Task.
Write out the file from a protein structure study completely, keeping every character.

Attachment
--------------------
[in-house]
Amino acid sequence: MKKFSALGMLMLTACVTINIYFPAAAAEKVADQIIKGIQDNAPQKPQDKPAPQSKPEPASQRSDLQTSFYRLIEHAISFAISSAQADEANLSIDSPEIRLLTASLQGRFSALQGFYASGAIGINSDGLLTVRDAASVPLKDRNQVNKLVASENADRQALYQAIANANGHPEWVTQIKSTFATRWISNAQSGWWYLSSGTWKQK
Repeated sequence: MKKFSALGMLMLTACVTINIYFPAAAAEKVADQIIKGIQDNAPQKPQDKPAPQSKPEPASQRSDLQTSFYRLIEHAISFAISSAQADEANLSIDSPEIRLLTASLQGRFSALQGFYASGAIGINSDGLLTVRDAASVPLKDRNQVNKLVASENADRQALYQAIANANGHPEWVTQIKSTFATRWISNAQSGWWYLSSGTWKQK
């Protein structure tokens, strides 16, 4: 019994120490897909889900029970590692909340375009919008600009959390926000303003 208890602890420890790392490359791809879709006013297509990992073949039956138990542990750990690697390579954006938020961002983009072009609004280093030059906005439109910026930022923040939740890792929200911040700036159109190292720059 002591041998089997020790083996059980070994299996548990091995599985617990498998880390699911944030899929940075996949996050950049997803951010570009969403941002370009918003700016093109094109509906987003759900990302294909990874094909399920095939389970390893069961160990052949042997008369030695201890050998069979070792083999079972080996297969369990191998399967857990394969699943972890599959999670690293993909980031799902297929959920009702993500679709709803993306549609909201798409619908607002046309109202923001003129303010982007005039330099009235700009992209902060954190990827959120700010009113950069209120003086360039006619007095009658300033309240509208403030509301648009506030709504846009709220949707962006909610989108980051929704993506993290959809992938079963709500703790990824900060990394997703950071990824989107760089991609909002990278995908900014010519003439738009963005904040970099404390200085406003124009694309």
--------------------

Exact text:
[in-house]
Amino acid sequence: MKKFSALGMLMLTACVTINIYFPAAAAEKVADQIIKGIQDNAPQKPQDKPAPQSKPEPASQRSDLQTSFYRLIEHAISFAISSAQADEANLSIDSPEIRLLTASLQGRFSALQGFYASGAIGINSDGLLTVRDAASVPLKDRNQVNKLVASENADRQALYQAIANANGHPEWVTQIKSTFATRWISNAQSGWWYLSSGTWKQK
Repeated sequence: MKKFSALGMLMLTACVTINIYFPAAAAEKVADQIIKGIQDNAPQKPQDKPAPQSKPEPASQRSDLQTSFYRLIEHAISFAISSAQADEANLSIDSPEIRLLTASLQGRFSALQGFYASGAIGINSDGLLTVRDAASVPLKDRNQVNKLVASENADRQALYQAIANANGHPEWVTQIKSTFATRWISNAQSGWWYLSSGTWKQK
């Protein structure tokens, strides 16, 4: 019994120490897909889900029970590692909340375009919008600009959390926000303003 208890602890420890790392490359791809879709006013297509990992073949039956138990542990750990690697390579954006938020961002983009072009609004280093030059906005439109910026930022923040939740890792929200911040700036159109190292720059 002591041998089997020790083996059980070994299996548990091995599985617990498998880390699911944030899929940075996949996050950049997803951010570009969403941002370009918003700016093109094109509906987003759900990302294909990874094909399920095939389970390893069961160990052949042997008369030695201890050998069979070792083999079972080996297969369990191998399967857990394969699943972890599959999670690293993909980031799902297929959920009702993500679709709803993306549609909201798409619908607002046309109202923001003129303010982007005039330099009235700009992209902060954190990827959120700010009113950069209120003086360039006619007095009658300033309240509208403030509301648009506030709504846009709220949707962006909610989108980051929704993506993290959809992938079963709500703790990824900060990394997703950071990824989107760089991609909002990278995908900014010519003439738009963005904040970099404390200085406003124009694309």